Europe rules, but global movers and shak­ers crit­i­cise taxes

The Weekend Australian - Travel - - Travel & Indulgence - LISA ALLEN

AC­CORD­ING to global tourism lead­ers who met in Abu Dhabi last week, book­ings to Europe are well up this year, de­spite the Bri­tish government’s air pas­sen­ger duty de­par­ture tax, which adds $US142.70 ($138) to the cost of long-haul out­bound flights (more than 8000km).

More than 1000 del­e­gates at­tended the World Travel and Tourism Coun­cil sum­mit, in­clud­ing Brett Toll­man, pres­i­dent of The Travel Cor­po­ra­tion, James Ho­gan, chief ex­ec­u­tive of Eti­had Air­ways, Ge­of­frey Kent, founder and chief ex­ec­u­tive of Aber­crom­bie & Kent, and Matthew Upchurch, chair­man and chief ex­ec­u­tive of spe­cial­ist travel agency Vir­tu­oso.

‘‘Europe is still a very hot des­ti­na­tion for Aus­tralians and the ad­vent of Mid­dle East­ern car­ri­ers adds to [its pop­u­lar­ity],’’ Upchurch told The Week­end Aus­tralian. He said a re­cent Vir­tu­oso poll found Aussies still favoured France and Italy as the food and wine des­ti­na­tions in Europe. (The poll also re­vealed many of us as­pire to visit Myan­mar, South Amer­ica, Morocco and Bhutan this year.)

Ac­cord­ing to Toll­man, book­ings to Europe this year have been very en­cour­ag­ing. ‘‘There’s some pent-up de­mand — last year was an off year,’’ Toll­man re­ported. ‘‘A lot of peo­ple were con­cerned about the col­lapse of the euro, [but that] was ill-founded.’’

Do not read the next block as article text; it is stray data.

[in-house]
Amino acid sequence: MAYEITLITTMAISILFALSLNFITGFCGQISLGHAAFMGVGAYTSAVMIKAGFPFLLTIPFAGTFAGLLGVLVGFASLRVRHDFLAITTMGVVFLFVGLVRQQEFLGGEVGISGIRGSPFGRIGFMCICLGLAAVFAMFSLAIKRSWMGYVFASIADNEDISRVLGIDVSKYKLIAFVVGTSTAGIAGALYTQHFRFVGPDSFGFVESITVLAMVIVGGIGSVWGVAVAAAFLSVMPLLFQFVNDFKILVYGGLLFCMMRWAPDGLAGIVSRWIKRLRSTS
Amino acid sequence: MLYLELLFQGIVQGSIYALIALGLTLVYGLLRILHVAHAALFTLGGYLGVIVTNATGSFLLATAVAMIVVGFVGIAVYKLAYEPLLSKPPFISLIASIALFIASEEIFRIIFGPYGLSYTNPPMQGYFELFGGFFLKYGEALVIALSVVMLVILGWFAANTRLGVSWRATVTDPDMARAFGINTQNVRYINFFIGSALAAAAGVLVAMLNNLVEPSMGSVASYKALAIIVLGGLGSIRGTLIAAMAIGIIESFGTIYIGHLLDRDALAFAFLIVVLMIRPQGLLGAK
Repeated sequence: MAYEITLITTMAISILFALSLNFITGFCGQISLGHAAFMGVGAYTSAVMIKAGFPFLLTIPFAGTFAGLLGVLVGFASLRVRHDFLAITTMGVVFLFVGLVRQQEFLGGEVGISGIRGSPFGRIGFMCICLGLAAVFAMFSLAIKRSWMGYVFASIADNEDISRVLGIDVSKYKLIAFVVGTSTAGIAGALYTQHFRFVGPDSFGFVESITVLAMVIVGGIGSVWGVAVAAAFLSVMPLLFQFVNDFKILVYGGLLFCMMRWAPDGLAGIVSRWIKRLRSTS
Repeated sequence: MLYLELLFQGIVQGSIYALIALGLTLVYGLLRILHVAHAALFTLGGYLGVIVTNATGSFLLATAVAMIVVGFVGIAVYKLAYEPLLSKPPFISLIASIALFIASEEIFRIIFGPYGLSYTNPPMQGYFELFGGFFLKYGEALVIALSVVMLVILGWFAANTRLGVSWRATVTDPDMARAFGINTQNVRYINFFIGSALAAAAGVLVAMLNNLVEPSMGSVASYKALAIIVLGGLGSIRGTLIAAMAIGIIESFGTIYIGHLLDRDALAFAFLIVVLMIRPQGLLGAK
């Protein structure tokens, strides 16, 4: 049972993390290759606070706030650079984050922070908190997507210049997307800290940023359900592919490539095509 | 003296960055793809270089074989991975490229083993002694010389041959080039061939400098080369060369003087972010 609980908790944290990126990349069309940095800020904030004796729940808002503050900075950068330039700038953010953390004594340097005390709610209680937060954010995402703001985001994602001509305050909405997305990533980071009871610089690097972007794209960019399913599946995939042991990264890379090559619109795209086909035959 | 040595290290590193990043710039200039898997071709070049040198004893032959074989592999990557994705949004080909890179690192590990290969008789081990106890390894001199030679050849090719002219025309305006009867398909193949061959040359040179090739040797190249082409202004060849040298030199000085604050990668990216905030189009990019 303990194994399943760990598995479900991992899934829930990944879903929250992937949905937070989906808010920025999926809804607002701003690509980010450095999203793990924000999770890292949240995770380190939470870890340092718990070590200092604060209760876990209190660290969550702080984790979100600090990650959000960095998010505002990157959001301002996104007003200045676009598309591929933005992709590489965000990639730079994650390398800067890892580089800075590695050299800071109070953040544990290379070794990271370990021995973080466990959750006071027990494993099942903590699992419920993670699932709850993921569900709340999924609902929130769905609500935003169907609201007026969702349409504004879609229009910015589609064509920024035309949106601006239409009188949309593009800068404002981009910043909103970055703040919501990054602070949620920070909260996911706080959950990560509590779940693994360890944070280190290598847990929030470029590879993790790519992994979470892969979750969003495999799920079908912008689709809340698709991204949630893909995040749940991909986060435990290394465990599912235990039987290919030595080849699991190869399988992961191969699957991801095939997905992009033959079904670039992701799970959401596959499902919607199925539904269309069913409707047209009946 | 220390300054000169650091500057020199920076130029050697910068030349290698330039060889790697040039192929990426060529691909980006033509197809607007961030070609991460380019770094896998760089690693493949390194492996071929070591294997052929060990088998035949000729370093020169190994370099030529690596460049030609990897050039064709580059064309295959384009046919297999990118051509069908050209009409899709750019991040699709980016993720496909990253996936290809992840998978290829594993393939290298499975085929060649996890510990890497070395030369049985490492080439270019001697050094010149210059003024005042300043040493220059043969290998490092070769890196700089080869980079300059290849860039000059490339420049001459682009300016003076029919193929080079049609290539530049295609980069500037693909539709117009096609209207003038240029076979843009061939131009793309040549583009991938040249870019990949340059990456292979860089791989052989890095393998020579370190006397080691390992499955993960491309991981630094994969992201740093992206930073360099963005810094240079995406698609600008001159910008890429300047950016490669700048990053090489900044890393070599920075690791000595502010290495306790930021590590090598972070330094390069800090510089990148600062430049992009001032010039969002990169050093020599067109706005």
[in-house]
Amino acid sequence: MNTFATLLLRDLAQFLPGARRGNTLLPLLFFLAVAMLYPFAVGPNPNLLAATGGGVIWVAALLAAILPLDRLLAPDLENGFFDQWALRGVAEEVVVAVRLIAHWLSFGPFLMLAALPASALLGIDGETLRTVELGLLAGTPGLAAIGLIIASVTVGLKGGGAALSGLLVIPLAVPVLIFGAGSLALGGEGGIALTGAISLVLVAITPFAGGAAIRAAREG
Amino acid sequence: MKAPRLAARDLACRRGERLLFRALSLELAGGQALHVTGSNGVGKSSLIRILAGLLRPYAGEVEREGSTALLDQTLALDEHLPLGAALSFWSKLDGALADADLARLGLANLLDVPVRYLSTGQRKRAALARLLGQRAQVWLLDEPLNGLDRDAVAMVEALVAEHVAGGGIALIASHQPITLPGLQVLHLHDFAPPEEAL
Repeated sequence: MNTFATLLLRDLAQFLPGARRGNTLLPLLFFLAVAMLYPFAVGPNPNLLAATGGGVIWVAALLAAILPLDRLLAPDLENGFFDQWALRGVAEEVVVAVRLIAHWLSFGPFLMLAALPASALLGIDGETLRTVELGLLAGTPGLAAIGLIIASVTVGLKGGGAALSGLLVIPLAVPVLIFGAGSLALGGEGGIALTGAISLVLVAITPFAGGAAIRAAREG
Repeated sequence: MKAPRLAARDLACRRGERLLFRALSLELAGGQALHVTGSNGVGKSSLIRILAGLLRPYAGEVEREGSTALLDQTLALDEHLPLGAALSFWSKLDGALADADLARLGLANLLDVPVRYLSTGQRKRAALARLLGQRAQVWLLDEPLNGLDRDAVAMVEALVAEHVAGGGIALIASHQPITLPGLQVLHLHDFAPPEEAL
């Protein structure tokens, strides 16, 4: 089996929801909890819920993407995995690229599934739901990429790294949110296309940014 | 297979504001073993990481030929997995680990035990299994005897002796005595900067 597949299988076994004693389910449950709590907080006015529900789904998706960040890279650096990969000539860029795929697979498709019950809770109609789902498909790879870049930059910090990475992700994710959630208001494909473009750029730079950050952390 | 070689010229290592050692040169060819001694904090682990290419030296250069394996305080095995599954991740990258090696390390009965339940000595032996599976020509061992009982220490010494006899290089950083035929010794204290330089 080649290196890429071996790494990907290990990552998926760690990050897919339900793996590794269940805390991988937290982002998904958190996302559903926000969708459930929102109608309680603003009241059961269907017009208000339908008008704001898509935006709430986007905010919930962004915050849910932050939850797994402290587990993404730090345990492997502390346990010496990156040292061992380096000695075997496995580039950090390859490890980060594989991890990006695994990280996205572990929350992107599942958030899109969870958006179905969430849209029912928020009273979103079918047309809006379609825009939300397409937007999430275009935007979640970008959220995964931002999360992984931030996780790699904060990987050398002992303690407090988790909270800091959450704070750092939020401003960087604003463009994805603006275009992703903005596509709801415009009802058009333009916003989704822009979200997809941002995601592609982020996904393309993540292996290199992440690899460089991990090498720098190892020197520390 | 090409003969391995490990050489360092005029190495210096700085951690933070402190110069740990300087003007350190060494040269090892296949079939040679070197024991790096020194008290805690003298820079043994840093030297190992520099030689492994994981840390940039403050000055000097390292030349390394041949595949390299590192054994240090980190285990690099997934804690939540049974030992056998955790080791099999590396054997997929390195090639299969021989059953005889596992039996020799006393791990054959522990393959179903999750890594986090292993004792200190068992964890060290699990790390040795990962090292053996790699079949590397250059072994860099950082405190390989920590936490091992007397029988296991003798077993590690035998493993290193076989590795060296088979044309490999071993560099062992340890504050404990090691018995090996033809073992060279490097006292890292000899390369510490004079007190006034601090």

Toll­man has put some ‘‘fan­tas­tic new ini­tia­tives’’ into his Europe of­fers. ‘‘Pric­ing is bet­ter than a year ago . . . and we are see­ing very strong river cruis­ing [growth], with Uni­world [book­ings] up sig­nif­i­cantly, and so are In­sight and Trafal­gar [cruise sales].’’

De­spite this new-found Aussie pas­sion for Europe, air­line ex­ec­u­tives told fel­low WTTC del­e­gates they were not happy about tourism taxes.

In­ter­na­tional Air­lines Group chief ex­ec­u­tive Wil­lie Walsh was par­tic­u­larly scathing about the Bri­tish government’s long-haul tax. ‘‘Not a sin­gle penny raised through pas­sen­ger duty goes to the [travel or tourism] in­dus­try or en­vi­ron­men­tal is­sues.

‘‘[In or­der] to trig­ger eco­nomic growth, we need a fun­da­men­tal change in at­ti­tude from gov­ern­ments in Europe. A re­cent Price­wa­ter­house­Coop­ers report shows that if you scrap the tax you ac­tu­ally boost the econ­omy and see a pos­i­tive ef­fect.’’

Tourism and Trans­port Fo­rum lob­by­ists at the Abu Dhabi sum­mit voiced their op­po­si­tion to Aus­tralia’s own pas­sen­ger move­ment charge. At $US57.50 for short-haul flights (less than 3220km), it’s one of the world’s most ex­pen­sive. Lisa Allen was a guest of Eti­had Air­ways and the World Travel and Tourism Coun­cil.

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